The farthest offshore of any of Croatia's Adriatic islands, Vis, located about 191 mi/308 km south of Zagreb, is also one of the most dramatic and unspoiled. The island was not open to tourists until 1989, as it was used as an outpost by the government of Communist Yugoslavia.

Ferries leave from Split once or twice daily for Vis Town, and take about two-and-a-half hours. In the summer, ferries also run twice weekly from Ancona in Italy. Two small towns, Komiza and Vis Town, are situated in deep harbors on the west and east sides of the island and are connected by bus service.

Must-see sights not to miss include the small bay Stiniva, 6 mi/10 km north from Vis, with the prettiest sandy beach on the island, and the bays of Srebrena, Rukavac and Zaglav. Venture to Tito's cave above the town of Podspilija in the south, where Marshal Tito directed the war effort during World War II.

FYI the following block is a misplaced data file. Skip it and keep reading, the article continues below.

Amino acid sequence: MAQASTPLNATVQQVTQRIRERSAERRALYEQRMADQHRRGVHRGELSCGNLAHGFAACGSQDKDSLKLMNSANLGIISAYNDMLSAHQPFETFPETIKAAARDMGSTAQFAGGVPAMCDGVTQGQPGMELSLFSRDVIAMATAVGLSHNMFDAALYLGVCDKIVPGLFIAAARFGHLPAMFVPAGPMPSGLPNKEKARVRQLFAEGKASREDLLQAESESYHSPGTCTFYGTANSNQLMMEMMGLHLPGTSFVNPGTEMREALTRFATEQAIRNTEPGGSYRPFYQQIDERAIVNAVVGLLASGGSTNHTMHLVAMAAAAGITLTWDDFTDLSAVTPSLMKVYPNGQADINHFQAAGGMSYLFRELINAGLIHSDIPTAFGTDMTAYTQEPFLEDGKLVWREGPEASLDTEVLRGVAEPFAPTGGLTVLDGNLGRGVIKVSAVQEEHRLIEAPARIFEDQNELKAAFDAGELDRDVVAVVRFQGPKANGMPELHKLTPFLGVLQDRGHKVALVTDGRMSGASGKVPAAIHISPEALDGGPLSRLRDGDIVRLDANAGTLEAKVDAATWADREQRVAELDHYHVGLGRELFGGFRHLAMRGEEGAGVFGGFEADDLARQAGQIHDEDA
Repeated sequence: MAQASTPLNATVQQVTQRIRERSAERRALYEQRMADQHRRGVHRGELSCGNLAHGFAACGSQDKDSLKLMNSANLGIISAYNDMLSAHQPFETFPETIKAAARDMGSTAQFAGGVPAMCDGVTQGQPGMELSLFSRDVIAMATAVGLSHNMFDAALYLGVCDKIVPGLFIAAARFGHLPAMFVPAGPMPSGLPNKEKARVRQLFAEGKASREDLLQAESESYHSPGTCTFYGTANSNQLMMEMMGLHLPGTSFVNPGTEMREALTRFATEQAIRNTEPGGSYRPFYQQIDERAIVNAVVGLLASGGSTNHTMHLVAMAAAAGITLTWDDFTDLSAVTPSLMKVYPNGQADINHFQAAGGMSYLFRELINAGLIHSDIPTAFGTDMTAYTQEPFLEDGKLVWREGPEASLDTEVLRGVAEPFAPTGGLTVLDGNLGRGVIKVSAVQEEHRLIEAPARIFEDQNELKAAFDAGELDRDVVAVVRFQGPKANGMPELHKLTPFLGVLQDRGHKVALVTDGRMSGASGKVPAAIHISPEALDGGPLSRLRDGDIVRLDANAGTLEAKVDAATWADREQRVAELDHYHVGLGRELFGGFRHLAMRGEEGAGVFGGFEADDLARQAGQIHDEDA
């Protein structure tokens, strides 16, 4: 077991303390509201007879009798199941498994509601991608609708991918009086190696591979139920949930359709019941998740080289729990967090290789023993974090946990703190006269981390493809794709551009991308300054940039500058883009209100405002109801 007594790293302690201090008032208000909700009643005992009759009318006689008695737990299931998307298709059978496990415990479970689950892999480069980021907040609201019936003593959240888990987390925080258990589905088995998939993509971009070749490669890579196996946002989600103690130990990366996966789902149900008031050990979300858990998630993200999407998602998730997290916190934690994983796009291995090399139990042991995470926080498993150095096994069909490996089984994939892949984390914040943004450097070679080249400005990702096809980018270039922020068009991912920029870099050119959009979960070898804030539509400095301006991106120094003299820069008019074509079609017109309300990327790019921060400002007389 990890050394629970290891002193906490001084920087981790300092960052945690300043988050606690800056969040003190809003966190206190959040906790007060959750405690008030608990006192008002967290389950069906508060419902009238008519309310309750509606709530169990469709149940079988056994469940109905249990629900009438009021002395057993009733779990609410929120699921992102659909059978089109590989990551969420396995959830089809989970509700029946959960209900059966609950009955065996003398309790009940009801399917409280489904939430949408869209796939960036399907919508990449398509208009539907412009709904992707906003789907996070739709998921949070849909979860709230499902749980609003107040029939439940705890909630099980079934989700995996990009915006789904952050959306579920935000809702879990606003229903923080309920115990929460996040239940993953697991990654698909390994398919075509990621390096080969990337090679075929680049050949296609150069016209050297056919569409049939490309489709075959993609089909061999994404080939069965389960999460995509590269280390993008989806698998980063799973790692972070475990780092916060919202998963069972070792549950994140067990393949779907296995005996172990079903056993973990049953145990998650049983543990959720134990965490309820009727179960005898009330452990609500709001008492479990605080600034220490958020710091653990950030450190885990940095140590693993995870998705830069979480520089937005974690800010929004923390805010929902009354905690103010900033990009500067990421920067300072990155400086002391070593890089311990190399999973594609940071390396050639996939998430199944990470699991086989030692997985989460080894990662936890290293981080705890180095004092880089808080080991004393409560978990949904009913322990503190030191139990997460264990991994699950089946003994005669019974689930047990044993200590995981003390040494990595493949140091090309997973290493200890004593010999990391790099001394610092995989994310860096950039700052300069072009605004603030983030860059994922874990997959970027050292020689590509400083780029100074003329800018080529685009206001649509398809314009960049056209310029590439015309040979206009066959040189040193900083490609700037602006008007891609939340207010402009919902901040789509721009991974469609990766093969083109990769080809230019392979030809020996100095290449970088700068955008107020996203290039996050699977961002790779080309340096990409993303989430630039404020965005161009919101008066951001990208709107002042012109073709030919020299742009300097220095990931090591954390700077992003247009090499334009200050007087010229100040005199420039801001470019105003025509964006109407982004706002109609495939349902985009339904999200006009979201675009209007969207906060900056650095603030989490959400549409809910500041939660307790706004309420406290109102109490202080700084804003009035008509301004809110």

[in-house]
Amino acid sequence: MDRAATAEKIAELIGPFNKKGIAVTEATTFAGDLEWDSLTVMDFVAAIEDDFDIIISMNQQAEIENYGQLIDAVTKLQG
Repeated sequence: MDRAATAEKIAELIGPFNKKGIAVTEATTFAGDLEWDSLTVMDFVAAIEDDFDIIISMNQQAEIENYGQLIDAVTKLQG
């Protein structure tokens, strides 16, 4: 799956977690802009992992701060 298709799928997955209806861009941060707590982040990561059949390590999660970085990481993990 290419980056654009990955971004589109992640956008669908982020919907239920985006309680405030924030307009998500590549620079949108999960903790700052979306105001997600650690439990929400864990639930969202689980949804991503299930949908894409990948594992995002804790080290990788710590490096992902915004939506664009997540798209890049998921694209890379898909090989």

Another worthwhile day trip is the short crossing by boat to Bisevo, a tiny islet just southwest of the island, where the Blue Cave, one of Croatia's most famous natural wonders, is the main attraction.

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